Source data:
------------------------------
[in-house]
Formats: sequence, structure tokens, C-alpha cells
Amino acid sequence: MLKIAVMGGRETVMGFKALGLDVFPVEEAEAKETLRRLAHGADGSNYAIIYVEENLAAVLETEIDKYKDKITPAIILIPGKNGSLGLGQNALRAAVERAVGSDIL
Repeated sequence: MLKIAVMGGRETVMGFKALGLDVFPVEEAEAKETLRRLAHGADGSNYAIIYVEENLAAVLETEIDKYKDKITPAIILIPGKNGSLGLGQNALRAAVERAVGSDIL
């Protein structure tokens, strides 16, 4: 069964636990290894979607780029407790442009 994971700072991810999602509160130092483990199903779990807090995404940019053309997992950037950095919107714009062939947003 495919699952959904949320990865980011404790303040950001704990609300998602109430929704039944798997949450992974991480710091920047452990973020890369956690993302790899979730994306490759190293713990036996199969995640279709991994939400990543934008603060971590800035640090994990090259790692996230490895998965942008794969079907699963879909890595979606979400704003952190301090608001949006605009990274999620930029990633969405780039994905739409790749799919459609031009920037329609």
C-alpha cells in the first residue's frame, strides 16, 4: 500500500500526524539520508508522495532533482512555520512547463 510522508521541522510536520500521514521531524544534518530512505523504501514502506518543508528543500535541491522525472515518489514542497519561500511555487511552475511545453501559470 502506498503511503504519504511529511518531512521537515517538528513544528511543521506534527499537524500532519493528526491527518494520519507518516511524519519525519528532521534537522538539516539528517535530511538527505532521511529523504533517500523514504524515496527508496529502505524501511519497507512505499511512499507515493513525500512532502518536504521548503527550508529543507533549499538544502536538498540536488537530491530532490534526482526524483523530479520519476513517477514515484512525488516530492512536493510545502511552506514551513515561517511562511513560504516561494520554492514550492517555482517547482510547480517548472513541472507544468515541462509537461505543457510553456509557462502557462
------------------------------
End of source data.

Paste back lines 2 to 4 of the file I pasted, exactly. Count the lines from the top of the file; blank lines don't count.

Formats: sequence, structure tokens, C-alpha cells
Amino acid sequence: MLKIAVMGGRETVMGFKALGLDVFPVEEAEAKETLRRLAHGADGSNYAIIYVEENLAAVLETEIDKYKDKITPAIILIPGKNGSLGLGQNALRAAVERAVGSDIL
Repeated sequence: MLKIAVMGGRETVMGFKALGLDVFPVEEAEAKETLRRLAHGADGSNYAIIYVEENLAAVLETEIDKYKDKITPAIILIPGKNGSLGLGQNALRAAVERAVGSDIL